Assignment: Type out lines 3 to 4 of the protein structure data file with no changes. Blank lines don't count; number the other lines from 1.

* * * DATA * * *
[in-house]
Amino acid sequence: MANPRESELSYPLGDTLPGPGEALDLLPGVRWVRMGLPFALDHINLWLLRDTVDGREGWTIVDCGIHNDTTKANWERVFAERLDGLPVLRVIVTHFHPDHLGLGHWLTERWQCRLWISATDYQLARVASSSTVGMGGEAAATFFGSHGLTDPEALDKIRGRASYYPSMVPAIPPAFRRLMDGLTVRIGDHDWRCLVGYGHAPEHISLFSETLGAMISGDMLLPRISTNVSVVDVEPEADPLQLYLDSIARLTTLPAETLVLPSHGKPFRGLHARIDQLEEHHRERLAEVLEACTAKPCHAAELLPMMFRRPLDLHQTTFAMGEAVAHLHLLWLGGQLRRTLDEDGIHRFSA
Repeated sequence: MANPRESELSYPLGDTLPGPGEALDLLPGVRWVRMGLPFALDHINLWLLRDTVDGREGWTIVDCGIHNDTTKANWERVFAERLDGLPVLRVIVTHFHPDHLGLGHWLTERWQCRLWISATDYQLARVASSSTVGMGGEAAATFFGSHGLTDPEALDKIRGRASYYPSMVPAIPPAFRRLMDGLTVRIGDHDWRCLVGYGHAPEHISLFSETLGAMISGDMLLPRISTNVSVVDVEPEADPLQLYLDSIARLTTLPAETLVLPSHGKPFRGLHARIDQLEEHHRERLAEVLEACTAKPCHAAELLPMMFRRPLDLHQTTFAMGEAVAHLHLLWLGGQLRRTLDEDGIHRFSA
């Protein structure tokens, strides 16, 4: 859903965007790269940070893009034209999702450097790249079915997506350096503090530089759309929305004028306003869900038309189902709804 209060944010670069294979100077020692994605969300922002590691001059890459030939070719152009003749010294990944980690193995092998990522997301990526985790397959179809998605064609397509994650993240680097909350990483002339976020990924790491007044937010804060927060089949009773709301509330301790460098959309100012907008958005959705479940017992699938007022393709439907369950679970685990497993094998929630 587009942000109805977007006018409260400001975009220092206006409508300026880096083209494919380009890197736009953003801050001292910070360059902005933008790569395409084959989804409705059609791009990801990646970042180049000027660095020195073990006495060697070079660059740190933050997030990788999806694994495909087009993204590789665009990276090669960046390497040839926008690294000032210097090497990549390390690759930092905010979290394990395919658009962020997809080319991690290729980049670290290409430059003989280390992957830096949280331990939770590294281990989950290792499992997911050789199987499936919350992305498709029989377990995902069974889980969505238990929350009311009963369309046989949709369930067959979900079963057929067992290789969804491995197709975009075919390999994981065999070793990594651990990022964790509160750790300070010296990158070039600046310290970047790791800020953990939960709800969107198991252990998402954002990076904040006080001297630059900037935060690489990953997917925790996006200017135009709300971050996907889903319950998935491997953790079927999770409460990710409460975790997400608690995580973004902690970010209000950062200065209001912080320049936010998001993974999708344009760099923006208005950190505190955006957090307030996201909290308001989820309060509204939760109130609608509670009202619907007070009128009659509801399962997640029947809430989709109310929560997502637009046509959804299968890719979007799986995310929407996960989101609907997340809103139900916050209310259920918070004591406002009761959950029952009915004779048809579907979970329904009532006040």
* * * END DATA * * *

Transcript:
Repeated sequence: MANPRESELSYPLGDTLPGPGEALDLLPGVRWVRMGLPFALDHINLWLLRDTVDGREGWTIVDCGIHNDTTKANWERVFAERLDGLPVLRVIVTHFHPDHLGLGHWLTERWQCRLWISATDYQLARVASSSTVGMGGEAAATFFGSHGLTDPEALDKIRGRASYYPSMVPAIPPAFRRLMDGLTVRIGDHDWRCLVGYGHAPEHISLFSETLGAMISGDMLLPRISTNVSVVDVEPEADPLQLYLDSIARLTTLPAETLVLPSHGKPFRGLHARIDQLEEHHRERLAEVLEACTAKPCHAAELLPMMFRRPLDLHQTTFAMGEAVAHLHLLWLGGQLRRTLDEDGIHRFSA
């Protein structure tokens, strides 16, 4: 859903965007790269940070893009034209999702450097790249079915997506350096503090530089759309929305004028306003869900038309189902709804 209060944010670069294979100077020692994605969300922002590691001059890459030939070719152009003749010294990944980690193995092998990522997301990526985790397959179809998605064609397509994650993240680097909350990483002339976020990924790491007044937010804060927060089949009773709301509330301790460098959309100012907008958005959705479940017992699938007022393709439907369950679970685990497993094998929630 587009942000109805977007006018409260400001975009220092206006409508300026880096083209494919380009890197736009953003801050001292910070360059902005933008790569395409084959989804409705059609791009990801990646970042180049000027660095020195073990006495060697070079660059740190933050997030990788999806694994495909087009993204590789665009990276090669960046390497040839926008690294000032210097090497990549390390690759930092905010979290394990395919658009962020997809080319991690290729980049670290290409430059003989280390992957830096949280331990939770590294281990989950290792499992997911050789199987499936919350992305498709029989377990995902069974889980969505238990929350009311009963369309046989949709369930067959979900079963057929067992290789969804491995197709975009075919390999994981065999070793990594651990990022964790509160750790300070010296990158070039600046310290970047790791800020953990939960709800969107198991252990998402954002990076904040006080001297630059900037935060690489990953997917925790996006200017135009709300971050996907889903319950998935491997953790079927999770409460990710409460975790997400608690995580973004902690970010209000950062200065209001912080320049936010998001993974999708344009760099923006208005950190505190955006957090307030996201909290308001989820309060509204939760109130609608509670009202619907007070009128009659509801399962997640029947809430989709109310929560997502637009046509959804299968890719979007799986995310929407996960989101609907997340809103139900916050209310259920918070004591406002009761959950029952009915004779048809579907979970329904009532006040």